In a fascinating piece in the The Atlantic, UC Berkeley professor Alison Gopnik details her four-year journey out of a mid-life crisis via David Hume and Buddhism. The just-turned-50 Gopnik begins reading Buddhism, connects the religion’s ideas to those of the 18th century philosopher, and then launches an ambitious research project driven by the question of how Hume came up with his philosophy that was “so profoundly at odds with the Western philosophy and religion of his day.”
Hume is most famous for his rejection of the idea of an inherent self. He also had gone through a psychological crisis. To help calm his nerves, he moved to a small town in France and finished what would become one of the most substantial works of Western philosophy — A Treatise of Human Nature. Relying on the hunch that Hume would have had to have known something about Buddhist philosophy in order to write Treatise, Gopnik digs through archives and travels to Europe to discover that the Jesuit priests in that provincial French town had indeed heard of Buddhism and possibly even had copies of certain Tibetan texts. Although she admits that she can’t be certain, she determines that “Hume could indeed have known about Buddhist philosophy” at the time he wrote Treatise.
Finding direct links between Buddhism and Western philosophy is a difficult task, but they do play out in strange loops.
If true, this discovery would be remarkable because it’s widely assumed that Buddhism didn’t make it to the European continent until the 19th century. That said, Buddhism’s contributions to modern Western philosophy and religion have often been downplayed. Friedrich Nietzsche admired the religion’s complex morality while it’s been argued that Martin Heidegger may have been influenced by Zen texts. Even Arthur Schopenhauer playfully called himself, at times, “a Buddhist.”
Finding direct links between Buddhism and Western philosophy is a difficult task, but they do play out in strange loops. For example, in 1879 another 50-year-old was in the midst of a personal crisis — Leo Tolstoy. The Russian novelist began reading widely and grew to reject his literary success (he even called Anna Karenina “an abomination” ). He greatly admired Buddhist texts as well as the works of Schopenhauer and began writing Confession, a short book premised on the question, “What is the meaning of life?” He developed meaning in his later years by embracing a hybrid Christianity — even synthesizing the Gospels with Zen-like clarity.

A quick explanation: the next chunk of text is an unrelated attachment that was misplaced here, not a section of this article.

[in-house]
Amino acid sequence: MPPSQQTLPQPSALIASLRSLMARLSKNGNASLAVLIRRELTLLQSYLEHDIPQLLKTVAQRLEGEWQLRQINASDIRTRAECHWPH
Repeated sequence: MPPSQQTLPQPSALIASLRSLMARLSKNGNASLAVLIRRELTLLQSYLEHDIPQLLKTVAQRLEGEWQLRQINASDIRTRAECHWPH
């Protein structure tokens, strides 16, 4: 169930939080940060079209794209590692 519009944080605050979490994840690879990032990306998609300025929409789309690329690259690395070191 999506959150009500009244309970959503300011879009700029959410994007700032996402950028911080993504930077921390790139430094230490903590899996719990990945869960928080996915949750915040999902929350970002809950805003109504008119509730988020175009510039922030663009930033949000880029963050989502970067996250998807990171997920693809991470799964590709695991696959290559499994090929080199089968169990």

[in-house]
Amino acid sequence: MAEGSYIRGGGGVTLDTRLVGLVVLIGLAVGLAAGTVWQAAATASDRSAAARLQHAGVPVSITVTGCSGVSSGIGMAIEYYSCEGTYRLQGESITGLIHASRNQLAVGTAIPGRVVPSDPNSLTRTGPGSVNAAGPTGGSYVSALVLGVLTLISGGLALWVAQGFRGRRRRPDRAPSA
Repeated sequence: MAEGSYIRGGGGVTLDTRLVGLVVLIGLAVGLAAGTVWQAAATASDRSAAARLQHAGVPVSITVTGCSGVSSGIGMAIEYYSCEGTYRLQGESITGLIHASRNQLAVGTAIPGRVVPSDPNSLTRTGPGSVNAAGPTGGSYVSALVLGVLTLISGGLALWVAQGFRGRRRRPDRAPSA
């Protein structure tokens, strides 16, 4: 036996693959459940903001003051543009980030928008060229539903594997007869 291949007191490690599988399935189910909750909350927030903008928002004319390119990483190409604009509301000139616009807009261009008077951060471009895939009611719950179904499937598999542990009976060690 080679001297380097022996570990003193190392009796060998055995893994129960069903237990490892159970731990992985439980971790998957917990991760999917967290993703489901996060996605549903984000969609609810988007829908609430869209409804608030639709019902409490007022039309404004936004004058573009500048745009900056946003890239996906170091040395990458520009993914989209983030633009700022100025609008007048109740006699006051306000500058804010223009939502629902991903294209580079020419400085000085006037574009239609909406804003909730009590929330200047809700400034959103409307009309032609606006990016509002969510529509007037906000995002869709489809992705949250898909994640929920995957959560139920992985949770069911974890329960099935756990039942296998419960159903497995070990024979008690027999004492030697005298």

[A]s the Buddha says, “All that we are is a result of all that we’ve thought.”
Tolstoy’s The Gospel in Brief would later have an immense influence on the 20th century philosopher Ludwig Wittgenstein, who carried the book with him in the trenches during World War I. During that time, he began to write another extremely important book in Western thought — Tractatus Logico-Philosophicus. In short, the book argues that the world can be infinitely analyzed and broken into smaller parts to the point of losing perspective of any perceived whole; then at the end, Wittgenstein tells his readers that if they have understood him, they will understand what he has written is rubbish. Or, as the Buddha says, “All that we are is a result of all that we’ve thought.”
The real takeaway from Gopnik’s Atlantic article is not that Hume relied on Buddhism to write Treatise so much as it suggests the implications of the opportunity that he may have had to access it. It is no less impossible that a 25-year-old Scot would encounter Tibetan thought in an obscure French village than it would have been for a 25-year-old Austrian to happen upon Tolstoy in the midst of a world war. We are always more connected than we’d like to believe. There’s even evidence that the early Church’s missions in China attempted to blend Buddhism philosophy with Christian doctrine.
As Christian historian Diarmaid MacCulloch notes in his masterwork Christianity, The First Three Thousand Years, seventh century missionary Bishop Alopen wrote a Christian sutra that seems to be “a real attempt to suggest that the teachings of Buddhism are in a literal sense inspired by the Holy Spirit.” What if some of that thought trickled back into the European continent? Drawing parallels between Buddhism and Western philosophy does not diminish any one writer’s contributions to our culture; rather it opens us up to understanding who we think we are beyond the arbitrary distinctions of East and West.
It’s an ongoing dialogue, as Thupten Jinpa explains. Jinpa has been a principal English translator to the Dalai Lama since 1985.
Daphne Muller is a New York City-based writer who has written for Salon, Ms. Magazine, The Huffington Post, and reviewed books for ELLE and Publishers Weekly. She also completed a novel and screenplay. You can follow her on Instagram @daphonay and on Twitter @DaphneEMuller.
Image caption: David Hume, 1711 – 1776. Historian and philosopher, by Allan Ramsay, 1754. Oil on canvas. (Photo by National Galleries Of Scotland/Getty Images)